The factors frequently causing the inflammation is the block of the bile flow such as gallstones, tumor, and bile duct blockage which leads to infection of gallbladder.
Cholecystitis is inflammation of the gallbladder, a small organ beneath your liver. This pear-shaped organ contains and store bile, digestive fluid produced from liver, before it drain through the bile duct into the small intestine to digest fatty food. You may feel pain on the right side of the abdomen, below the right costal area as it is where the gallbladder is located. The inflammation, which usually leads to infection,mostly happens when the gallstones block the cystic duct (the tube that connect gallbladder to bile duct). Apart from gallstones, tumors, bile duct obstruction, some serious illness, and some infections are also the causes of the disease.
Pain on the right side of the abdomen where the gallbladder is located is one of the most common symptoms. You may also feel the pain in the center of abdomen and sometimes spreading to your right shoulder or back. Most of the patients may experience some fever, together with tenderness when the gallbladder was touched. Some people may experience other symptoms such as nausea, vomiting and fever as well. The symptoms tend to appear after a meal, especially the great consumption of fatty food.
When to see the doctor
If the pain causes you to feel uncomfortable and no longer be able to sit still, or you experience the pain with high grade fever, immediately seek emergency medical care nearby.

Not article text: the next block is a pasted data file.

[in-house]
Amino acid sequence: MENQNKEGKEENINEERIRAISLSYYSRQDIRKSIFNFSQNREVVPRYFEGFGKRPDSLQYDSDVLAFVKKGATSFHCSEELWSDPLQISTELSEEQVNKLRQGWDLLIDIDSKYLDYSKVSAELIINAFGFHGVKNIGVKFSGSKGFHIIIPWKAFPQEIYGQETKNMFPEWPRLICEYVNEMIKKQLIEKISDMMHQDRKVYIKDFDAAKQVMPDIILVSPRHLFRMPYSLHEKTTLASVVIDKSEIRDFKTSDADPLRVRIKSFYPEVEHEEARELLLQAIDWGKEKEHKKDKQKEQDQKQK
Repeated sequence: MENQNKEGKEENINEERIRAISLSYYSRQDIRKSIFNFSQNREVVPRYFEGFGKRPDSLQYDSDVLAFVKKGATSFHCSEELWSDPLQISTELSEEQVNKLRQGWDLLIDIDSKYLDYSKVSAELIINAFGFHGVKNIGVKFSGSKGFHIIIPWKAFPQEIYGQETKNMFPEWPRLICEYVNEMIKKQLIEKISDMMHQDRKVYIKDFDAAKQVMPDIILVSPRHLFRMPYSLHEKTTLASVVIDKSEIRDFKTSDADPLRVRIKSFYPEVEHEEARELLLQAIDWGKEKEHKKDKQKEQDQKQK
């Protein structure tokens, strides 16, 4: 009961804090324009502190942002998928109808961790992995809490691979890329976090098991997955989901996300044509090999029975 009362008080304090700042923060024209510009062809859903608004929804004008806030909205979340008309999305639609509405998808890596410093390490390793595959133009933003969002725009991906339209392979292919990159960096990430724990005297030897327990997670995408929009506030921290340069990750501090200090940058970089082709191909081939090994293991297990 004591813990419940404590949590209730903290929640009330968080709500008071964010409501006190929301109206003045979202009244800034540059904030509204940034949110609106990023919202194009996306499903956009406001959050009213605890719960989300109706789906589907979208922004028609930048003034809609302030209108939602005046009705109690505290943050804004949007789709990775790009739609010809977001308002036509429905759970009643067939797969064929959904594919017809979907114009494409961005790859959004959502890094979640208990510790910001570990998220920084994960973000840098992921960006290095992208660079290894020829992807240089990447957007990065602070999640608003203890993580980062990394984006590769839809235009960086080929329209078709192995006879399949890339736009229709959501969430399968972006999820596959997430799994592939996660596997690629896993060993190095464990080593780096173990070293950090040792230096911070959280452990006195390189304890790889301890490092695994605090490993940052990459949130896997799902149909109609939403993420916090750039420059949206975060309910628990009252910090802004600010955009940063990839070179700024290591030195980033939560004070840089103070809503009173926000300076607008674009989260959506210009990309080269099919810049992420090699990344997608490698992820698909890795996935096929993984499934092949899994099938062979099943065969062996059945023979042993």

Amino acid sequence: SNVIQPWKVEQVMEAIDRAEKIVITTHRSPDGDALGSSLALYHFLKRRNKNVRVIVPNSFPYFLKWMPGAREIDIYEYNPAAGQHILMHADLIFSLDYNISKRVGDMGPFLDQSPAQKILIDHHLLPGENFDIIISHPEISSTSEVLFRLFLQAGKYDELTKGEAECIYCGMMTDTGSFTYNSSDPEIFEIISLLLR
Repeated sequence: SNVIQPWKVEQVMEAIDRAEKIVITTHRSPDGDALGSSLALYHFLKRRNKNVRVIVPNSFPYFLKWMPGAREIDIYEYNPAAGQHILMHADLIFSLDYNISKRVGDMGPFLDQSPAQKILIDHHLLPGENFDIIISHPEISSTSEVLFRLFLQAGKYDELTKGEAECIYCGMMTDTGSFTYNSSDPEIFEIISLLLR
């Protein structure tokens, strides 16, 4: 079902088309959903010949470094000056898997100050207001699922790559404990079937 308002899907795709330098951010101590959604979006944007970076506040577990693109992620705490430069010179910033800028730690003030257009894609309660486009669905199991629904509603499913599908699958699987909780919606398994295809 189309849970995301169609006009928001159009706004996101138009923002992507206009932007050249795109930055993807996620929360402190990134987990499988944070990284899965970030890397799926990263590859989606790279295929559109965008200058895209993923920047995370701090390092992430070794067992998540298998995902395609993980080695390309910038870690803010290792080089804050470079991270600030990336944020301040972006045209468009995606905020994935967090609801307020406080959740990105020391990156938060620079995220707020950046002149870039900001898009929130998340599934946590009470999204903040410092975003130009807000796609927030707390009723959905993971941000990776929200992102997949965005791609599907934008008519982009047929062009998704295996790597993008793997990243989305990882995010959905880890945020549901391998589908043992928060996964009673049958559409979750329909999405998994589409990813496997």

Risks and Causes
Cholecystitis is normally caused by inflammation of the gallbladder. The factors frequently causing the inflammation is the block of the bile flow such as gallstones, tumor, and bile duct blockage which leads to infection of gallbladder. When these barriers block in the cystic duct , the bile builds up and causes inflammation. Some kinds of infection such as AIDS and certain viral infections are also triggers of the disease as well as blood vessel problems. When blood flow to gallbladder is insufficient from a very severe illness, it may lead to cholecystitis.
To examine the possibility of cholecystitis, the doctor will ask your history, and do the physical examination, especially at your abdomen, where gallbladder located. If acute cholecystitis is suspected, the doctor will order blood tests to seek for signs of an infection or inflammation. Imaging tests such as a abdominal ultrasound or computerized tomography (CT) scan will take place in revealing stones or signs of inflammation in gallbladder and the bile ducts.
The purpose of the treatment usually aims to control the infection and inflammation in the gallbladder. Normally, surgical gallbladder removal is the standard definite treatment of cholecystitis, combined with intravenous antibiotic. In severe cases, which patients may not tolerate surgery, emergency gallbladder drainage by puncturing through the patients’ skin may be required. During your stay in the hospital, you may be not allowed to eat or drink at first to destress the inflamed gallbladder. To prevent dehydration, fluids will be given through a vein in your arm. Pain medications are ordered to control the pain until your gallbladder gets relieved.
Endoscopic retrograde cholangiopancreatography or ERCP may be performed to remove stones that block the bile ducts or cystic duct before gallbladder removal
Normally, the symptoms of cholecystitis tend to relieve within two or three days after surgery, if there is no surgical complications.